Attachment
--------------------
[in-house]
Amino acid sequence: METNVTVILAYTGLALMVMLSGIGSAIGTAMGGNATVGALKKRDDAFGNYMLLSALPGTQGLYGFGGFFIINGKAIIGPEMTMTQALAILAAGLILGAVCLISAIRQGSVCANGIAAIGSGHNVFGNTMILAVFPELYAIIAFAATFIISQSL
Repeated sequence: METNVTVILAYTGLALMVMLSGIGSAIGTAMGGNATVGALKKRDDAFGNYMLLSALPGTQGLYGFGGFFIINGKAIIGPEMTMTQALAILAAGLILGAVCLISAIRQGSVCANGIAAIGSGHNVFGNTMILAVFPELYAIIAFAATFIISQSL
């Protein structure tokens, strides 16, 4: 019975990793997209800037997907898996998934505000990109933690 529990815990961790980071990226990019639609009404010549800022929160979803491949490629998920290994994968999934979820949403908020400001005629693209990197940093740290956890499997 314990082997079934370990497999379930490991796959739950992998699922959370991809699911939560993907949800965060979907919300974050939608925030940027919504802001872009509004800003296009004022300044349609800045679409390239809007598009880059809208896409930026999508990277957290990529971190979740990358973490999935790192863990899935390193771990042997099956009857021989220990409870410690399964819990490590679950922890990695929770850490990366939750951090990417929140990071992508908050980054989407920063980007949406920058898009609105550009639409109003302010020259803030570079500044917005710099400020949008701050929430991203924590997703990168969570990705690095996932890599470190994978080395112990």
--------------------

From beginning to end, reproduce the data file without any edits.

[in-house]
Amino acid sequence: METNVTVILAYTGLALMVMLSGIGSAIGTAMGGNATVGALKKRDDAFGNYMLLSALPGTQGLYGFGGFFIINGKAIIGPEMTMTQALAILAAGLILGAVCLISAIRQGSVCANGIAAIGSGHNVFGNTMILAVFPELYAIIAFAATFIISQSL
Repeated sequence: METNVTVILAYTGLALMVMLSGIGSAIGTAMGGNATVGALKKRDDAFGNYMLLSALPGTQGLYGFGGFFIINGKAIIGPEMTMTQALAILAAGLILGAVCLISAIRQGSVCANGIAAIGSGHNVFGNTMILAVFPELYAIIAFAATFIISQSL
């Protein structure tokens, strides 16, 4: 019975990793997209800037997907898996998934505000990109933690 529990815990961790980071990226990019639609009404010549800022929160979803491949490629998920290994994968999934979820949403908020400001005629693209990197940093740290956890499997 314990082997079934370990497999379930490991796959739950992998699922959370991809699911939560993907949800965060979907919300974050939608925030940027919504802001872009509004800003296009004022300044349609800045679409390239809007598009880059809208896409930026999508990277957290990529971190979740990358973490999935790192863990899935390193771990042997099956009857021989220990409870410690399964819990490590679950922890990695929770850490990366939750951090990417929140990071992508908050980054989407920063980007949406920058898009609105550009639409109003302010020259803030570079500044917005710099400020949008701050929430991203924590997703990168969570990705690095996932890599470190994978080395112990």